Putting The Health Care Cart Before The Horse Is Even Born

Shumlin's plan in a nutshell

Shumlin’s plan in a nutshell

There’s nothing quite like being late to the party.  Democrats in the legislature are now calling for a “full understanding” of who pays for health care costs.  This is three years after Act 48 was passed, which mandates a transition to single-payer.  Whew.  Just in time.

“Before entertaining any transition to a new health care system, we need to have a full understanding of who pays today, and how well the system is working today.” Lincoln Rep. Mike Fisher, chairman of the House Health Care Committee.

So now, Democrats are finally getting around to learning the funding mechanisms for the industry they voted to completely overhaul, with the goal of removing all the payers in the system and transforming them into one?  This is like like trying to learn how space shuttle engines work 10 minutes before liftoff:  “Well, we’re pretty sure it’ll work – fingers crossed!”.  Out here in the real world, you can’t buy a house or a car if you can’t afford it, which means someone does an analysis of revenues and expenses prior to execution.

The two words missing in Fisher’s statement are “due” and “diligence”, which, much like the federal health care law, were completely and utterly absent in 2011 when Democrats decided they knew better than anybody else how to manage the largest component of state GDP, while simultaneously putting its implementation off to a much more politically convenient date.  Not only have Democrats now admitted they don’t understand the funding mechanism that they voted to completely remake (even though that data is readily available in dozens of different reports, and has been for years – here’s one from 2009), they still don’t have a financing plan for it, a plan that is estimated will exceed the state’s entire annual tax revenue take.  The FY2015 budget estimates $1.438 billion in revenue; the estimated cost for Vermont’s single-payer ranges from $1.8 billion and $2.6 billion.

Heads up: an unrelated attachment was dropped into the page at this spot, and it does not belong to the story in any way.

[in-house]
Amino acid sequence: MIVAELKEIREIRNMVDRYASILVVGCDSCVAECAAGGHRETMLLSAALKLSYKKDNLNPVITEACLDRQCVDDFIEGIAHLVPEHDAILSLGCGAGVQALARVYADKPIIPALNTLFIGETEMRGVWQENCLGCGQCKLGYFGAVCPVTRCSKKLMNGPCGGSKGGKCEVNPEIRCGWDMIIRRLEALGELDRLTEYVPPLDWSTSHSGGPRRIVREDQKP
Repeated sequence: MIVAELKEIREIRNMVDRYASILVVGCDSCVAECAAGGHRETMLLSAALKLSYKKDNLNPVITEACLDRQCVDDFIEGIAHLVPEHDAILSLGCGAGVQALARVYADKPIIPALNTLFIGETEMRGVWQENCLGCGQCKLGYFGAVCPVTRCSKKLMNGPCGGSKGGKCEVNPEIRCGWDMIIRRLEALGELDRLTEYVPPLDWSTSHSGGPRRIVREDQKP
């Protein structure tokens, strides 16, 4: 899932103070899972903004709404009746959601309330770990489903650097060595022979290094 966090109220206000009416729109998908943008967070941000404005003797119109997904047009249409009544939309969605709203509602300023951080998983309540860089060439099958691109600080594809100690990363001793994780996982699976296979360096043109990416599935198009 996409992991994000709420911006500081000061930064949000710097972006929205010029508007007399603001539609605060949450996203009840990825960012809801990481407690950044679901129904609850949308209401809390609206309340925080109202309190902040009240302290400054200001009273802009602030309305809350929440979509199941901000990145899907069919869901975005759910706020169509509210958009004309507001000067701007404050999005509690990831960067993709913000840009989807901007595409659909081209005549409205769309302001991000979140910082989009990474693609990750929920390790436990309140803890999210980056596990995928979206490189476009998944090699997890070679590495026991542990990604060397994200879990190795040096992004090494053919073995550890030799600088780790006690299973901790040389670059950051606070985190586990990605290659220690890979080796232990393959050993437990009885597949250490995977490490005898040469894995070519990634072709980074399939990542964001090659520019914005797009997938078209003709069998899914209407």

In fact, the financing plan is so far back in its prototype stages the state of Vermont is only now receiving bids on an RFP to evaluate financing plans for single-payer.  More money spent to see if we can even afford to do the thing which we’re now going to do.

But let’s get back to the legislators’ plans, plans which seem to duplicate existing work that taxpayers have already paid for:

The work that will be done by consultants for the Legislature will in some ways be nearly identical to the analysis being performed by consultants for the Shumlin Administration. They’ll try to determine not just how much individuals and businesses pay in the form of insurance premiums, but also the impact of health care related costs on other household expenses, such as property tax bills.

There are elements of the original analysis done by Dr. Hsaio in 2011 that are not available, which is not an accident, since those elements speak to the funding mechanism (or lack of one) directly.  As others have noted,

Not pictured:  The taxpayers paying for the marbles in the first place.

Not pictured: The taxpayers paying for the marbles in the first place.

the original pitch for single-payer was that it would reduce costs, but now its being conceded that the only reduction likely to occur is a reduction in the rate of cost growth – if even that can be achieved.  Shumlin himself has said “If we can’t get costs under control,” he said, “we’ll pick up our marbles and go home.”, a sentiment that some legislators are now realizing might be the only rational option.

That’s not what was sold to Vermonters in 2011 by our elected representatives.  Nor was it assumed that the legislature and the governor, both of whom have taken oaths to faithfully execute their offices, would send us down into a dark tunnel without at least thinking to buy some flashlights before we all went in. What this really means, though, is that Democrats are searching for political cover to help their re-election chances in the next several years, but more specifically, after Vermont’s single-payer system blooms into its full flower.  Then they will be able to point back to this fine work and claim that they did their job – even if it was three years too late.








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